Rudi Michel

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Rudi Michel (born August 2, 1921 in Kaiserslautern , † December 29, 2008 in Baden-Baden ) was a German sports journalist .


Michel's passion for the sport began as an active soccer player, which for sports journalist Michel explains why his specialty became soccer. As a native of Kaiserslautern, he followed the career of Fritz Walter, who was a year older than his youth, and was considered a well-founded expert on the football scene of the 1950s around winning the 1954 World Cup .

In 1948 he started working as a radio reporter for Südwestfunk in Baden-Baden and was used to report on major league games. In 1954 he was part of a small team of journalists sent to Switzerland for the soccer World Cup . Since then he has reported from every soccer world championship up to 1982. Since 1962 he was also head of the sports department for radio and television, responsible for the organization of the broadcasts of the soccer world championships. The first technical feat was the broadcast of the 1962 World Cup from Chile . What was sensational for the time, he succeeded: nightly live reports for the radio from the other side of the globe. His report on the last Bundesliga matchday of the 1970/71 season is also well known . He commented on the 2-0 match between MSV Duisburg and FC Bayern Munich , in which Bayern had to give up the championship lead to Borussia Mönchengladbach in the last game of the season .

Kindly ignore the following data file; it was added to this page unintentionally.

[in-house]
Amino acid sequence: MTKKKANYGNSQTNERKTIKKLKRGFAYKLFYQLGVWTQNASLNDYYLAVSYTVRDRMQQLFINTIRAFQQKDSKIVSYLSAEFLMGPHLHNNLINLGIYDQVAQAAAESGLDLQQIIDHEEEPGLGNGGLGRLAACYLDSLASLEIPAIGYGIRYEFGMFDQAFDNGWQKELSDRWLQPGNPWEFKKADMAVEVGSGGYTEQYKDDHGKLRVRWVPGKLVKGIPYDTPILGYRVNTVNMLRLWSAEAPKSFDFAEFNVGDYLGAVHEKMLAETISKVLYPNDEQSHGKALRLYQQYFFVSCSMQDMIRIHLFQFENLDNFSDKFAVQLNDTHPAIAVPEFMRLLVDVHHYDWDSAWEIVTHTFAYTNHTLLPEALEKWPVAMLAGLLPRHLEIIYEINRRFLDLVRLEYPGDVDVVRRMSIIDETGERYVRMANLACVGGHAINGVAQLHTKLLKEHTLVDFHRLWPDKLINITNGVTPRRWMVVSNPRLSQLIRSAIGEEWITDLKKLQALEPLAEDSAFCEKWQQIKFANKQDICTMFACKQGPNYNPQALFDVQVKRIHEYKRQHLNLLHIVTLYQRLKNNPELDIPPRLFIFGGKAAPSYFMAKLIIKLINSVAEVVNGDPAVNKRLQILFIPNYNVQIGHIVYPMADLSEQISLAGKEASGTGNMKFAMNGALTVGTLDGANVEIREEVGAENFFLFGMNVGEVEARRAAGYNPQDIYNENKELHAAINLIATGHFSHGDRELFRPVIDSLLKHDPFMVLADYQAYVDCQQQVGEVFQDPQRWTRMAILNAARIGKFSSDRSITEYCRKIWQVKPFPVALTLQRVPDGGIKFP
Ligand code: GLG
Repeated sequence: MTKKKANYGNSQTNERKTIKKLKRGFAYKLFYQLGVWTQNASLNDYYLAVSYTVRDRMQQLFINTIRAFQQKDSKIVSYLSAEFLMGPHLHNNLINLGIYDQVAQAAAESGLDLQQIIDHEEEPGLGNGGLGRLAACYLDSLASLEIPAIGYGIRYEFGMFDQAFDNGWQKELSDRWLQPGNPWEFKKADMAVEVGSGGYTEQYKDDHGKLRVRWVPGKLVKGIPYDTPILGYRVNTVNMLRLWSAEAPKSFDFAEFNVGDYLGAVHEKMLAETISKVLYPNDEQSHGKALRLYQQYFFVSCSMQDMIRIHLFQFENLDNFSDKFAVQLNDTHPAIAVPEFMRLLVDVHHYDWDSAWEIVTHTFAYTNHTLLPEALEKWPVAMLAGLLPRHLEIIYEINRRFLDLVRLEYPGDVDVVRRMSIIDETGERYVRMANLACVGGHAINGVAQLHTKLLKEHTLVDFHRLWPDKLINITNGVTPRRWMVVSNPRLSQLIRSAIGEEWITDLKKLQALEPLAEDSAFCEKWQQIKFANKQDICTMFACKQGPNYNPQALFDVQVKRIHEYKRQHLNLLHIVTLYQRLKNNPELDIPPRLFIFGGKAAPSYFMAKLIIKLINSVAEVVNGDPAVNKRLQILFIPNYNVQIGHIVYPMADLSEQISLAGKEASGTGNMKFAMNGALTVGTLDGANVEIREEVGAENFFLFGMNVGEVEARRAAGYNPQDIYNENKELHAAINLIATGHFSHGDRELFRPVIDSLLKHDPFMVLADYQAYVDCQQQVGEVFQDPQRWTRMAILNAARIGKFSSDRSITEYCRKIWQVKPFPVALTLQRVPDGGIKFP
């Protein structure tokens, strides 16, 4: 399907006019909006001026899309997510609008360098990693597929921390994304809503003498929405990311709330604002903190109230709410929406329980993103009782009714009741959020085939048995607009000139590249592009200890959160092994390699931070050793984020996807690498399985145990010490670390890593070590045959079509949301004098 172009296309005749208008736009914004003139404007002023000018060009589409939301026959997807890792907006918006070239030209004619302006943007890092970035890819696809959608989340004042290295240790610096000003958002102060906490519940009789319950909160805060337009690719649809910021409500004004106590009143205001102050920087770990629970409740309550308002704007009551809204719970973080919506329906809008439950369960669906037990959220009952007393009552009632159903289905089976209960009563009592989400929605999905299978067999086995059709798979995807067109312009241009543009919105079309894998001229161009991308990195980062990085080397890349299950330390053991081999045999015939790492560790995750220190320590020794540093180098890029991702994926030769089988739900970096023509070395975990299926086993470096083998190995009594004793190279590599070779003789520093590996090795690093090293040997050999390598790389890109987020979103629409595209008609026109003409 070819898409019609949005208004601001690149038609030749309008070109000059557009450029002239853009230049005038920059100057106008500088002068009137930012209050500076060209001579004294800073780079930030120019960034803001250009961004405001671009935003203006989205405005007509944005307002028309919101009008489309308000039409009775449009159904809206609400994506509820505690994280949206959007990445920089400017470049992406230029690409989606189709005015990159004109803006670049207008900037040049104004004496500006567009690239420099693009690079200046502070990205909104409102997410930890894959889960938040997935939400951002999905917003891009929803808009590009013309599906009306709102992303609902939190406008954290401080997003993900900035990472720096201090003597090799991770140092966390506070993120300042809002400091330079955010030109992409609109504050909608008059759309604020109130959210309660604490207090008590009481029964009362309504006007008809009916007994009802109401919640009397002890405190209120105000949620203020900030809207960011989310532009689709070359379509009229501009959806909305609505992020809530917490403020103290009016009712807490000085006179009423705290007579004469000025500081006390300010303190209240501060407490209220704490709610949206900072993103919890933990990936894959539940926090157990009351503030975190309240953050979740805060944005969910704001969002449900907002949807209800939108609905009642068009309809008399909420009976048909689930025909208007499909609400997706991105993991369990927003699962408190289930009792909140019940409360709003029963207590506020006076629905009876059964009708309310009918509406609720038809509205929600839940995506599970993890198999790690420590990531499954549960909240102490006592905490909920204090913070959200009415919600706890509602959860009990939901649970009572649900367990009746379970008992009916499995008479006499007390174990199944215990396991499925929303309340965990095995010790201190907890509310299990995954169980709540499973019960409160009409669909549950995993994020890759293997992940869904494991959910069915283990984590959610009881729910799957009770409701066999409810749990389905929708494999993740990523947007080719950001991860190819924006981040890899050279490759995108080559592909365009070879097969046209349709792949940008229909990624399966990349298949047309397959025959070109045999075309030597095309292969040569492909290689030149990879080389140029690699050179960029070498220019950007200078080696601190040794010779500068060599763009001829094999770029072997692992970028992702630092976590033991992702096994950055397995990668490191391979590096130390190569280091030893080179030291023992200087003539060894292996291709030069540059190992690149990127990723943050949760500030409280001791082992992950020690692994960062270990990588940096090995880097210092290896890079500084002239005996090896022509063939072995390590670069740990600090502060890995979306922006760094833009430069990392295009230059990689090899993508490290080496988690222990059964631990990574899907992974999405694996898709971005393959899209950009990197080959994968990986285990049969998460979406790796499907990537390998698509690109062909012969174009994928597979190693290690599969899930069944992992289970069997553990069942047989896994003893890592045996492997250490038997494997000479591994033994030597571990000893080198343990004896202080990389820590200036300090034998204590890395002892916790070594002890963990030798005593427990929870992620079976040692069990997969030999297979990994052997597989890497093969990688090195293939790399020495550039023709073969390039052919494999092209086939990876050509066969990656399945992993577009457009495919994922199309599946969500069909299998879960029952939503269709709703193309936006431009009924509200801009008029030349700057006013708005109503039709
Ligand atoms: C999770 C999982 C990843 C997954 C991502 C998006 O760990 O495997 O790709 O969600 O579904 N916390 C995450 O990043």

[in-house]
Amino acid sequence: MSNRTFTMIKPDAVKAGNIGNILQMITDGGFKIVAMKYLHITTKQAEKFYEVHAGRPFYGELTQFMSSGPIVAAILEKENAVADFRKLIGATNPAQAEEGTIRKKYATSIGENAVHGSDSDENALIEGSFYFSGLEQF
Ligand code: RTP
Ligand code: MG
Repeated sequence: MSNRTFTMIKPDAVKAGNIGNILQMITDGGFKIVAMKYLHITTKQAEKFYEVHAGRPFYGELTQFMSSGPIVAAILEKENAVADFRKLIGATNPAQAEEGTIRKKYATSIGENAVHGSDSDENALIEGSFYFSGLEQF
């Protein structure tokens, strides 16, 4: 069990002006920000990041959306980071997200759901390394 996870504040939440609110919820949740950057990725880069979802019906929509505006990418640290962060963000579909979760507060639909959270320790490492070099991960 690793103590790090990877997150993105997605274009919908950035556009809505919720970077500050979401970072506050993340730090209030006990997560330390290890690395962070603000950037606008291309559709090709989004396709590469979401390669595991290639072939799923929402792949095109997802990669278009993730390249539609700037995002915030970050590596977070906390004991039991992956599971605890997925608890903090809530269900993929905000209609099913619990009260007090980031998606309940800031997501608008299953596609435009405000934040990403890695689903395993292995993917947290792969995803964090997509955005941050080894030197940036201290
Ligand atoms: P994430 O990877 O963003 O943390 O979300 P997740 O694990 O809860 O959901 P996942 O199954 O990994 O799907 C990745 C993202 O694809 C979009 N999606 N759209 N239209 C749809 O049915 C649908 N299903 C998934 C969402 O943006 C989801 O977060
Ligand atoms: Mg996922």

For television, he commented on the World Cup finals with German participation at the 1966 World Cup in England , 1974 in Germany and 1982 in Spain . From 1962 to 1988 he was head of the sports department at Südwestfunk Baden-Baden. In 1988, the popular reporter retired , but remained a newspaper columnist for the football audience. He called himself the defeat spokesman because the German team was mostly defeated when he commented on their games. By his own admission, commenting on the Wembley goal was the most difficult task of his reporting career. At the 1954 World Cup in Switzerland, he reported on the semi-finals from Hungary to Uruguay. In addition to football, his love for sport was mainly the Tour de France . He accompanied the tour eight times in the 1950s and 1960s. He has also written numerous books.

For his 80th birthday in 2001, the Hessischer Rundfunk published an audio book. In 2006 he finally said goodbye to reporting. Most recently he lived as a pensioner with his wife in Baden-Baden.

Rudi Michel died at the age of 87 and was buried in the main cemetery in Baden-Baden .



Web links

Individual evidence

  1. Rudi Michel's grave
  2. List of FIFA Order of Merit recipients , accessed on October 25, 2012 (PDF; 71 kB)